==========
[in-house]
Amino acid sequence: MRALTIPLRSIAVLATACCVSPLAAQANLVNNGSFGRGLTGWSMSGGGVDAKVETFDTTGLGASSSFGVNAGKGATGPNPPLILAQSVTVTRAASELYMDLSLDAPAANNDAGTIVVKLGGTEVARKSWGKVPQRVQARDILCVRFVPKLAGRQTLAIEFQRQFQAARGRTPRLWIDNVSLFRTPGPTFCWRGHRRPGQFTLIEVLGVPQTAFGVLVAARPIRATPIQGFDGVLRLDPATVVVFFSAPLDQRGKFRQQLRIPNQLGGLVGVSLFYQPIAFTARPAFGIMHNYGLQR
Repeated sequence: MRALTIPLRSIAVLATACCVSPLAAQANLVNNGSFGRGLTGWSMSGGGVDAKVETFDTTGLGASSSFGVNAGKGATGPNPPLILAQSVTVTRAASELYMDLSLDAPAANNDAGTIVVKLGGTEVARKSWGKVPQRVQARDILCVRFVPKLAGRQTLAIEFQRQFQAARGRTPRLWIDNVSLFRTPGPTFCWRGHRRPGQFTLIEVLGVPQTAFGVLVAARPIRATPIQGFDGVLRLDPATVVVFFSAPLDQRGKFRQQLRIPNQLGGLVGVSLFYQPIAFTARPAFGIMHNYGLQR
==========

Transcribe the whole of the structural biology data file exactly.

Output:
[in-house]
Amino acid sequence: MRALTIPLRSIAVLATACCVSPLAAQANLVNNGSFGRGLTGWSMSGGGVDAKVETFDTTGLGASSSFGVNAGKGATGPNPPLILAQSVTVTRAASELYMDLSLDAPAANNDAGTIVVKLGGTEVARKSWGKVPQRVQARDILCVRFVPKLAGRQTLAIEFQRQFQAARGRTPRLWIDNVSLFRTPGPTFCWRGHRRPGQFTLIEVLGVPQTAFGVLVAARPIRATPIQGFDGVLRLDPATVVVFFSAPLDQRGKFRQQLRIPNQLGGLVGVSLFYQPIAFTARPAFGIMHNYGLQR
Repeated sequence: MRALTIPLRSIAVLATACCVSPLAAQANLVNNGSFGRGLTGWSMSGGGVDAKVETFDTTGLGASSSFGVNAGKGATGPNPPLILAQSVTVTRAASELYMDLSLDAPAANNDAGTIVVKLGGTEVARKSWGKVPQRVQARDILCVRFVPKLAGRQTLAIEFQRQFQAARGRTPRLWIDNVSLFRTPGPTFCWRGHRRPGQFTLIEVLGVPQTAFGVLVAARPIRATPIQGFDGVLRLDPATVVVFFSAPLDQRGKFRQQLRIPNQLGGLVGVSLFYQPIAFTARPAFGIMHNYGLQR